“Characters tell stories, and kids love stories. If you have characters that are platform agnostic and kids fall in love with the characters, they’re going to listen to the story.” – Terry Thoren, USA
The past few weeks have been full of interesting and invigorating conferences and meetings for me, and this means that I have had the good fortune of speaking with some incredible people in the world of education.
At the Dell “Day of Innovation in Education” in Cambridge, Massachusetts, I met think tank experts, impactful education partners, passionate education advocates, and participated in meaningful discussions that covered topics such as “Closing the Learning Gap,” “The Digital Divide: Equity and Access,” and “How Technology Spurs Innovation in the Classroom.” And I also spoke with innovators like Terry Thoren.
Thoren, who has had a long career in media, knows a thing or two about what engages children. He helped bring the well-known and well-loved animations the Rugrats, Rocket Power, As Told by Ginger and The Wild Thornberrys to movie screens.
“One of the things that made these successful was that we would engage with children emotionally, and then they would go out and buy the merchandise,” says Thoren. “I realized that if you could take that same passion that children have to buy the lunchbox, to buy the toy or cereal or cookie and take that into the classroom and engage students to learn, it could be a very powerful tool.”
Thoren and his team at Big Bad Tomato first started focusing animations on kids with special needs and autism. They pair their cartoons with songs to help teachers create a deep connection with their students.
“Not every kid learns the same way,” says Thoren. “But if you have characters that are platform agnostic…that kids fall in love with…they are going to listen to the story. And story is really the beginning of teaching. In the beginning of teaching, we sat around the campfire and told stories about our tribe. Storytelling is what everyone does outside of the classroom. Let’s bring it into the classroom.”
Here, Thoren shares with me his vision for creating aspirational stories with kids,
and how that will affect content – and especially learning – in the future. Enjoy!
About Terry Thoren
Twitter Handle: @TerryThoren
LinkedIn Profile: www.linkedin.com/pub/terry-thoren/2/146/825
Thoren is the Chief Executive Officer and Co-Founder of Big Bad Tomato where he leads his team to create a world of animated characters with an emphasis to connect and engage children at risk and children with special needs.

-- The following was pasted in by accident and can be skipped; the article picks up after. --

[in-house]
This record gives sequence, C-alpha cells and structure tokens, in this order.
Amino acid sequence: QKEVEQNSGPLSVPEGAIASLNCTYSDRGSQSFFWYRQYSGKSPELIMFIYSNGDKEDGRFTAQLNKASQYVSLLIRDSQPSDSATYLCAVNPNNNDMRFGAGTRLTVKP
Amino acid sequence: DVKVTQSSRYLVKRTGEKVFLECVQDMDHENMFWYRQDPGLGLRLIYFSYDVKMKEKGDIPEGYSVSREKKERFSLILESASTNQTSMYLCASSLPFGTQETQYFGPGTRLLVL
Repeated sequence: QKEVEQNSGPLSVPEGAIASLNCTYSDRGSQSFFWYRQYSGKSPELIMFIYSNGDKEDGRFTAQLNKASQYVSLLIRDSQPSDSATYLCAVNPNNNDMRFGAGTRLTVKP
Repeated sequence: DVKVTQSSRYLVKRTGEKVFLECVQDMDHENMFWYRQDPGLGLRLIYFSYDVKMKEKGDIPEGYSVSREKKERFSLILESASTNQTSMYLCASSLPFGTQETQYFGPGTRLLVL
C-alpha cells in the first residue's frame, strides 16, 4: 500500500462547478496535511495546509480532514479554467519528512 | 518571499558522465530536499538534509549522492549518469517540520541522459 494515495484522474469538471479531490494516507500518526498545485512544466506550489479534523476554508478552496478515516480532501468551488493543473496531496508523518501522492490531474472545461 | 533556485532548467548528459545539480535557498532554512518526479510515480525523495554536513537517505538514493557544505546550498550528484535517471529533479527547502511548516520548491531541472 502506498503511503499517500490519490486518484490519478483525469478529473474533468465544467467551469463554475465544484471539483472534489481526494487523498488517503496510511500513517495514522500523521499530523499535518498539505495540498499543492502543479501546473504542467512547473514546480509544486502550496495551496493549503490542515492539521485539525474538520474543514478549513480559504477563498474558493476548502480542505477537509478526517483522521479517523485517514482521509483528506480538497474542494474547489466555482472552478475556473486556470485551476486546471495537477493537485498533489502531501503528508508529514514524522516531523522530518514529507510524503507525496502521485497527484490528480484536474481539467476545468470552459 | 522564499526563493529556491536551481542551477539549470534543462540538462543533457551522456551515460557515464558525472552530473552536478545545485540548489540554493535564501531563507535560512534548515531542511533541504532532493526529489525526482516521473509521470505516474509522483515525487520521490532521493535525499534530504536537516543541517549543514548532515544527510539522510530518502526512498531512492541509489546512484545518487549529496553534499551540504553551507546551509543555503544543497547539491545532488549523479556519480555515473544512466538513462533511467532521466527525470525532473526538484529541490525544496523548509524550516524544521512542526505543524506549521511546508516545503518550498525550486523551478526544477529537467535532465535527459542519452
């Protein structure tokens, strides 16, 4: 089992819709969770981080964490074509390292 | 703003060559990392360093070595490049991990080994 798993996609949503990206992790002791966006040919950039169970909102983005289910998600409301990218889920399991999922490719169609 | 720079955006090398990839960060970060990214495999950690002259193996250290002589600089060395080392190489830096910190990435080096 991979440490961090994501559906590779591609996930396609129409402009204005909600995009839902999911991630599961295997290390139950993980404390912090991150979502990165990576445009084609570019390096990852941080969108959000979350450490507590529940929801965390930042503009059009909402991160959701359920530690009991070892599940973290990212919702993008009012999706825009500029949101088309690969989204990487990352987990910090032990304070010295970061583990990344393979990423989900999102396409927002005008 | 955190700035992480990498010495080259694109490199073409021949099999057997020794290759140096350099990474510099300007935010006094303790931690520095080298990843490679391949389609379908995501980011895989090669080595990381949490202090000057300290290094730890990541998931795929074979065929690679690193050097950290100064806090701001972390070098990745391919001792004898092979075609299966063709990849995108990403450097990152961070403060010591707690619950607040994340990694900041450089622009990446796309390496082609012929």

Terry Thoren has been recognized by the Los Angeles Times as “one of the most important figures in the marketing and promotion of independent animated films in the United States.”
Prior to his current role, Thoren served as CEO/President of TeachTown, an educational software company focusing on autism and special needs. TeachTown combines rigorous research-based curriculum with broadcast TV quality animation and storytelling to create products that engage and motivate students to learn
Before TeachTown he served as CEO/President Klasky Csupo, the animation studio that produced the hit shows The Simpsons, Rugrats and Rocket Power, for twelve years. He oversaw the production of three Rugrats movies and The Wild Thornberrys movie for Paramount and he was the Executive in Charge of Production on more than 600 episodes of TV animation for Viacom. In 1987 he founded Animation Magazine, now celebrating its 25th year as the world’s only print publication about the business and art of animation.
- In 1985 he founded the World Animation Celebration, America’s only international marketplace for the business and art of animation.
- In 1983 he founded Expanded Entertainment, a production company specializing theatrical distribution of award winning international animation
- In 1979 he was recruited by the country’s largest art theatre chain Landmark Theaters and moved to Hollywood to learn the business of distribution and marketing by working as a film buyer and a marketing Vice President.
- In 1978 he co-founded the Denver International Film Festival.
- He began his film studies career at the University of Colorado. Upon graduation he built a film school called the Visions Film Program and in 1976 became the
Director of the Western States Film Institute.